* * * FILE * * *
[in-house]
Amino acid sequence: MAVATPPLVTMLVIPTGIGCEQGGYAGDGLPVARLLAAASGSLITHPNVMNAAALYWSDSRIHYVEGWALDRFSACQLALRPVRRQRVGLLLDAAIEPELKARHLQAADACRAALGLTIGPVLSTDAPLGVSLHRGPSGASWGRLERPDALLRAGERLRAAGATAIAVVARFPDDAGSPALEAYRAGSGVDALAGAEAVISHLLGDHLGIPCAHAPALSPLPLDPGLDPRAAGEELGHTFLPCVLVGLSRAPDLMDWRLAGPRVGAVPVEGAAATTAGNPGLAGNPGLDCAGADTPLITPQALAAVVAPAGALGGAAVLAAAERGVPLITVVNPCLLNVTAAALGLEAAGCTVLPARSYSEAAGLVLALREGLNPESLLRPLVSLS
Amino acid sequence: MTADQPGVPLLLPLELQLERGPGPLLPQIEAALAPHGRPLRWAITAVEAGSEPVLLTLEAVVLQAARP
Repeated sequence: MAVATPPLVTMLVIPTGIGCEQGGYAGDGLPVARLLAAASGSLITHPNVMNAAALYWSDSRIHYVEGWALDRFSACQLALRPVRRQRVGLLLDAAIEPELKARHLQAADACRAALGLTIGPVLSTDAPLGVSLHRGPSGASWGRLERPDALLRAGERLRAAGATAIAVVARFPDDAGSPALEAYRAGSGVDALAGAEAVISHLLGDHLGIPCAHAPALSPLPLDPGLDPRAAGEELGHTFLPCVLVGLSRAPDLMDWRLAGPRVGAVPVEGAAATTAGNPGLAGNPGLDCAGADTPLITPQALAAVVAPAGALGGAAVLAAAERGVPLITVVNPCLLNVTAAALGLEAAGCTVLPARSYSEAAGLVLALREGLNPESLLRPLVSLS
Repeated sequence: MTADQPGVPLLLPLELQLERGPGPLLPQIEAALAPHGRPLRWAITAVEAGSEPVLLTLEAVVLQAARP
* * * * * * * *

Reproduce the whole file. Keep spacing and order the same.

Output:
[in-house]
Amino acid sequence: MAVATPPLVTMLVIPTGIGCEQGGYAGDGLPVARLLAAASGSLITHPNVMNAAALYWSDSRIHYVEGWALDRFSACQLALRPVRRQRVGLLLDAAIEPELKARHLQAADACRAALGLTIGPVLSTDAPLGVSLHRGPSGASWGRLERPDALLRAGERLRAAGATAIAVVARFPDDAGSPALEAYRAGSGVDALAGAEAVISHLLGDHLGIPCAHAPALSPLPLDPGLDPRAAGEELGHTFLPCVLVGLSRAPDLMDWRLAGPRVGAVPVEGAAATTAGNPGLAGNPGLDCAGADTPLITPQALAAVVAPAGALGGAAVLAAAERGVPLITVVNPCLLNVTAAALGLEAAGCTVLPARSYSEAAGLVLALREGLNPESLLRPLVSLS
Amino acid sequence: MTADQPGVPLLLPLELQLERGPGPLLPQIEAALAPHGRPLRWAITAVEAGSEPVLLTLEAVVLQAARP
Repeated sequence: MAVATPPLVTMLVIPTGIGCEQGGYAGDGLPVARLLAAASGSLITHPNVMNAAALYWSDSRIHYVEGWALDRFSACQLALRPVRRQRVGLLLDAAIEPELKARHLQAADACRAALGLTIGPVLSTDAPLGVSLHRGPSGASWGRLERPDALLRAGERLRAAGATAIAVVARFPDDAGSPALEAYRAGSGVDALAGAEAVISHLLGDHLGIPCAHAPALSPLPLDPGLDPRAAGEELGHTFLPCVLVGLSRAPDLMDWRLAGPRVGAVPVEGAAATTAGNPGLAGNPGLDCAGADTPLITPQALAAVVAPAGALGGAAVLAAAERGVPLITVVNPCLLNVTAAALGLEAAGCTVLPARSYSEAAGLVLALREGLNPESLLRPLVSLS
Repeated sequence: MTADQPGVPLLLPLELQLERGPGPLLPQIEAALAPHGRPLRWAITAVEAGSEPVLLTLEAVVLQAARP